Type of Presentation

Oral

Session Title

Remediation

Description

The Custom Plywood project, a Puget Sound Initiative site, provided a rare opportunity to implement meaningful restoration of a historical industrial waterfront as part of broader site-wide cleanup action. Implementation was phased based on cleanup actions and available funding ultimately resulting in nearshore excavation and restoration in 2013. As part of these cleanup activities, Hart Crowser assisted in the design of a beach face that was not only protective of capped contamination remaining in the upland portion of the site, but also restored historical ecological function to the nearshore. The beach design promoted forage fish spawning and use by outmigrating salmonids, and restored emergent nearshore/wetland plants as part of a pocket estuary. Performance surveys over the past two years have quantitatively examined salmonid use, epibenthic zooplankton productivity, forage fish spawning occurrence/success, and wetland plant recruitment. The monitoring results show an increase in use, activity and productivity along the beach and within the estuary year to year compared to an adjacent unrestored shoreline. Not only did we remove contamination that was a potential human health risk but we also restored the physical and ecological processes at the beach. Our remediation design has restored ecological function to the Fidalgo Bay system which has experienced over a hundred years of industrial waterfront use.

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Have your cake and eat it too: Remediation and restoration as drivers of an environmental cleanup in Anacortes, WA

2016SSEC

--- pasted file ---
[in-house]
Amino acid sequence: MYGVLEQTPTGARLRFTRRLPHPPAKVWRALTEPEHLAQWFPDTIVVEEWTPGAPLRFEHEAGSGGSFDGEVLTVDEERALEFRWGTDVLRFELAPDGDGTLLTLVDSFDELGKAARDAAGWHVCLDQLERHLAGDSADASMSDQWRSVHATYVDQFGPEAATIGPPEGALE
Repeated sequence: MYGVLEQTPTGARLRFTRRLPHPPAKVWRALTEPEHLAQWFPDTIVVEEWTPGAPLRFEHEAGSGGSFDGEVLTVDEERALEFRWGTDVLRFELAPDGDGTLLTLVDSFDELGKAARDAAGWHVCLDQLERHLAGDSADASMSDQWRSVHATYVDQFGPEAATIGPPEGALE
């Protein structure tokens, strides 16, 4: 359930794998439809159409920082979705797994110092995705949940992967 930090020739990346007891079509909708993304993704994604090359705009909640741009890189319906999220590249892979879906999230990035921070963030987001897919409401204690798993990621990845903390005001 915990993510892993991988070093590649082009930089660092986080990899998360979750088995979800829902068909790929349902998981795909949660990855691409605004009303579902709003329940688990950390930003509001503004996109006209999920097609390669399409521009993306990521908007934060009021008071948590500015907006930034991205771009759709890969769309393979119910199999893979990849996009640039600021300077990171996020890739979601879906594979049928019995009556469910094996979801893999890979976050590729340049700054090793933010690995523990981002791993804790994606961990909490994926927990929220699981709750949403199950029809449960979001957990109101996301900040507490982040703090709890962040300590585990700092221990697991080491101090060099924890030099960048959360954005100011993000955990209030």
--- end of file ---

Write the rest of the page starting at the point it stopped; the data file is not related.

The Custom Plywood project, a Puget Sound Initiative site, provided a rare opportunity to implement meaningful restoration of a historical industrial waterfront as part of broader site-wide cleanup action. Implementation was phased based on cleanup actions and available funding ultimately resulting in nearshore excavation and restoration in 2013. As part of these cleanup activities, Hart Crowser assisted in the design of a beach face that was not only protective of capped contamination remaining in the upland portion of the site, but also restored historical ecological function to the nearshore. The beach design promoted forage fish spawning and use by outmigrating salmonids, and restored emergent nearshore/wetland plants as part of a pocket estuary. Performance surveys over the past two years have quantitatively examined salmonid use, epibenthic zooplankton productivity, forage fish spawning occurrence/success, and wetland plant recruitment. The monitoring results show an increase in use, activity and productivity along the beach and within the estuary year to year compared to an adjacent unrestored shoreline. Not only did we remove contamination that was a potential human health risk but we also restored the physical and ecological processes at the beach. Our remediation design has restored ecological function to the Fidalgo Bay system which has experienced over a hundred years of industrial waterfront use.